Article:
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'Digital Democracy' Project Penetrates California's Opaque Political Processes
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By Dan Walters, CalMatters Commentary
Published 1 month ago on
April 14, 2024

The 'Digital Democracy' project by CalMatters is revolutionizing access to California's political processes, making it more transparent and accessible. (CalMatters/Fred Greaves)

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When I began covering California politics 49 years ago, digital technology was in its infancy and the Capitol ran on paper.

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Dan Walters

CalMatters

Opinion

If you wanted to know what was on the Legislature’s agenda, you visited the “bill room” in the Capitol basement and asked for the daily files of each legislative house. If you spotted a bill you wanted to read, it meant another trip to the bill room. If you wanted a committee analysis that explained a bill in plain English rather than legalese, you walked into the committee office and ask for a copy.

If you wanted to see what was happening to the bill in committee, you went to the hearing room, waited for the bill to be taken up, watched the proceedings and noted the vote. If the bill was “on call,” meaning the voting process was suspended until later, you had to wait for the final tally.

If you wanted to know what was happening to a bill on the Assembly and Senate floors, you sat in the back of the chambers, waited for it to be announced and then listened to the debate and the vote, which also could be “on call” for hours.

If you wanted to know what money interest groups involved in the bill were donating to legislators, you had to traipse to the Secretary of State’s offices and leaf through reams of paper financial reports.

Monitoring all of these aspects of the lawmaking process – and more – consumed immense amounts of time, which limited how deeply journalists could delve into thousands of bills each year.

Fortunately, technology finally – albeit slowly – penetrated the Capitol. Bills and other bits of paper became available online. Some committee hearings and floor debates could be monitored via “Cal Channel,” financed by cable television companies, but only one meeting at the time. The Legislature controlled what would be televised and sometimes blacked out controversial issues.

Cal Channel disappeared a few years ago, creating a void. But the Legislature did make its meetings accessible by Internet video and audio feeds with archives that could be tapped. Campaign finance and lobbyist activity reports in the Secretary of State’s office could also be accessed online, although the system is clunky and sorely needs an upgrade.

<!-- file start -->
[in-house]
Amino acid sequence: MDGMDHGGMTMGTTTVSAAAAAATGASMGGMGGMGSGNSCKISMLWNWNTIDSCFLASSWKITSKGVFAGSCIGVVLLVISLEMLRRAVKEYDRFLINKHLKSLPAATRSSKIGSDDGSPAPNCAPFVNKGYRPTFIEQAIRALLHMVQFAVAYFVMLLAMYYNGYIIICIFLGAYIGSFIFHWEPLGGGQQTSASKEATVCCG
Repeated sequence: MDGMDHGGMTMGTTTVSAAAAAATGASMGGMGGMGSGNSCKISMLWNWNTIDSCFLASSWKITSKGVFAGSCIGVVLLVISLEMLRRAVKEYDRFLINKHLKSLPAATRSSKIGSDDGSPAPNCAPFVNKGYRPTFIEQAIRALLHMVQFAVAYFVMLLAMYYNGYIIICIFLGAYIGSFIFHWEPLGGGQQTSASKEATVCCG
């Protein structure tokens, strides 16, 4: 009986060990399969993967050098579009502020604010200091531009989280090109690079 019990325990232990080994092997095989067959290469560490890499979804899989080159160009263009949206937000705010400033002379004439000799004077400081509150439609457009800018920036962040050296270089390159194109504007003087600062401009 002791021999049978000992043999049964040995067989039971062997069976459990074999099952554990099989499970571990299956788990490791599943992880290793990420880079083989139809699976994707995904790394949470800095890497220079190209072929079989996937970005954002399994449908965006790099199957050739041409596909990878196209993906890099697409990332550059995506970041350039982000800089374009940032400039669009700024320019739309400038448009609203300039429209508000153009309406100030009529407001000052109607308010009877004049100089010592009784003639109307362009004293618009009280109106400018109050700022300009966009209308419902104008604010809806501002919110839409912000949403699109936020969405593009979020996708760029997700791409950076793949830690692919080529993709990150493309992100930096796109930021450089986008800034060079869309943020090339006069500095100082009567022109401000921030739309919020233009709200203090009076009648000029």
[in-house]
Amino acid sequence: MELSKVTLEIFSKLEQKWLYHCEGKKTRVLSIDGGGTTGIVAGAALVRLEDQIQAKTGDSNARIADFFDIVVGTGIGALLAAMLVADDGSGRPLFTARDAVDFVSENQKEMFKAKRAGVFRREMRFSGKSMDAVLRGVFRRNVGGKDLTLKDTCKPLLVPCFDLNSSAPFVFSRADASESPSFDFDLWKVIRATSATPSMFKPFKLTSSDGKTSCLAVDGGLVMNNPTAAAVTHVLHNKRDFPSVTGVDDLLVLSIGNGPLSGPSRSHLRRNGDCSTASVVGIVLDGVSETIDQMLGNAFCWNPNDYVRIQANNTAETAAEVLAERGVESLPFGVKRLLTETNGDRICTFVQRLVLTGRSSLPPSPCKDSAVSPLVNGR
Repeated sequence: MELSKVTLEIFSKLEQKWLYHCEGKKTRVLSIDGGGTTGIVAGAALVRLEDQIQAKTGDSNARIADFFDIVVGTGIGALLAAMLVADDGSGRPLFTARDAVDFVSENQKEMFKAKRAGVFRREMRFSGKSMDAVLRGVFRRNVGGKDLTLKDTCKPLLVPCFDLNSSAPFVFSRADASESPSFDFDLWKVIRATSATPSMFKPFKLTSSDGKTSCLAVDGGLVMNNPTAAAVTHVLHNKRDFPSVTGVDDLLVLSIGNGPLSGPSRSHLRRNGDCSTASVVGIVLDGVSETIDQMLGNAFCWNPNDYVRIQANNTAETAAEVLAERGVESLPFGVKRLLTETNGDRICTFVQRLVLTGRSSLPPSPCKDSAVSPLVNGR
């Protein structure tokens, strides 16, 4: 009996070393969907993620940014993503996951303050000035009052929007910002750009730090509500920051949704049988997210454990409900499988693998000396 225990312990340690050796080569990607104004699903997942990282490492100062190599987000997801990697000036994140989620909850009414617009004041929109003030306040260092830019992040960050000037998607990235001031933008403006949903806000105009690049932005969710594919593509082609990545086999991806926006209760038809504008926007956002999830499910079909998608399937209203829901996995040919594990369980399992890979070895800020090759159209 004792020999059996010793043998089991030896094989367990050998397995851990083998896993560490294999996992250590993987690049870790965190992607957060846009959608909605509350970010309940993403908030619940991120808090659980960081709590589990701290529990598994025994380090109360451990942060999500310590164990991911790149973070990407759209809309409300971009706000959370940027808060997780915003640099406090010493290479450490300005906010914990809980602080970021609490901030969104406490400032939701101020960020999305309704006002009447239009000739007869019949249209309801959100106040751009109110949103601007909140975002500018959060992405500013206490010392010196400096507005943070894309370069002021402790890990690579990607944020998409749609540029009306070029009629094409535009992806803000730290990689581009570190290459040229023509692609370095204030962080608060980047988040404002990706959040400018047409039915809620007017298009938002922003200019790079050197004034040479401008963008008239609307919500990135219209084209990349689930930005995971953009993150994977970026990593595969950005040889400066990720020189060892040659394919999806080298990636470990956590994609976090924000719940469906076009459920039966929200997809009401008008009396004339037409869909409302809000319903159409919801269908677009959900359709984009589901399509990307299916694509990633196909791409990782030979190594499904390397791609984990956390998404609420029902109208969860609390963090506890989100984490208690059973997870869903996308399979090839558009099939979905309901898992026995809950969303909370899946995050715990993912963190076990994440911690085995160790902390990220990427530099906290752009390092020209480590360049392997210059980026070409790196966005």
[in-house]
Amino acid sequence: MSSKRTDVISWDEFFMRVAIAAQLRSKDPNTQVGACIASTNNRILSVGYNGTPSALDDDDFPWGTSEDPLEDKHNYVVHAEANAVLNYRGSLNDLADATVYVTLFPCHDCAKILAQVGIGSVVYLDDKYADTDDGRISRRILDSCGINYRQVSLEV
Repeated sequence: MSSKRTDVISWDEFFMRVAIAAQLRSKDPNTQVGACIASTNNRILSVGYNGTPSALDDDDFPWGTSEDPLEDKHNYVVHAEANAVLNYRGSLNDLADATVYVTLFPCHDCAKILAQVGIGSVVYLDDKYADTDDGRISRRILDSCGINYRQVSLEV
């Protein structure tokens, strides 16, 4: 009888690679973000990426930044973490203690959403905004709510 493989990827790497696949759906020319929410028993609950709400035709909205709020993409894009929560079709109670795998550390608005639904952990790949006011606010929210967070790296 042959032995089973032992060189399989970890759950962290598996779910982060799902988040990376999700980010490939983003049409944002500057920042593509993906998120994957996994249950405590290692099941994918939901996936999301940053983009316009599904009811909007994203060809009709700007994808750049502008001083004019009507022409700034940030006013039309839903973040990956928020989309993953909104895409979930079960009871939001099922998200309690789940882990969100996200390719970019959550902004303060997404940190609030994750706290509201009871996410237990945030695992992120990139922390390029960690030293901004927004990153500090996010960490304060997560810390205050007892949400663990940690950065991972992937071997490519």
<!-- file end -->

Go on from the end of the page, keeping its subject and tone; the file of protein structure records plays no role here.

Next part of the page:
This month, digital access to California politics took a quantum leap. CalMatters, my employer, launched Digital Democracy, an immense, constantly updated and user-friendly goldmine of political data.

It uses the latest technology and artificial intelligence to make available “every word spoken in hearings, every dollar donated and every vote cast in a database that informs our journalism and profiles each of the state’s 120 legislators.”

It is immensely useful to CalMatters journalists. A couple of days ago, CalMatters published an article delving into a million votes cast by legislators over the years and revealed that very few “no” votes are ever recorded. It would have been impossible without the Digital Democracy archive.

However, Digital Democracy is not ours alone. It can be used, free of charge, not only by journalists for other outlets but members of the public.

Dave Lesher, the founding editor of CalMatters, stepped down from that position last year to lead the Digital Democracy project.

“As a journalist who has been watching the California state government for nearly 30 years,” Lesher says, “it’s clear to me that the politicians and the decision-making process have become more opaque.

“The transparency created by Digital Democracy is about how the people we elect are weighing the special interests and the public interest when they make important decisions about our education, environment, health care, housing, transportation, prisons, taxes and more.”

Amen.

About the Author

Dan Walters has been a journalist for nearly 60 years, spending all but a few of those years working for California newspapers. He began his professional career in 1960, at age 16, at the Humboldt Times. CalMatters is a public interest journalism venture committed to explaining how California’s state Capitol works and why it matters. For more columns by Dan Walters, go to calmatters.org/commentary.

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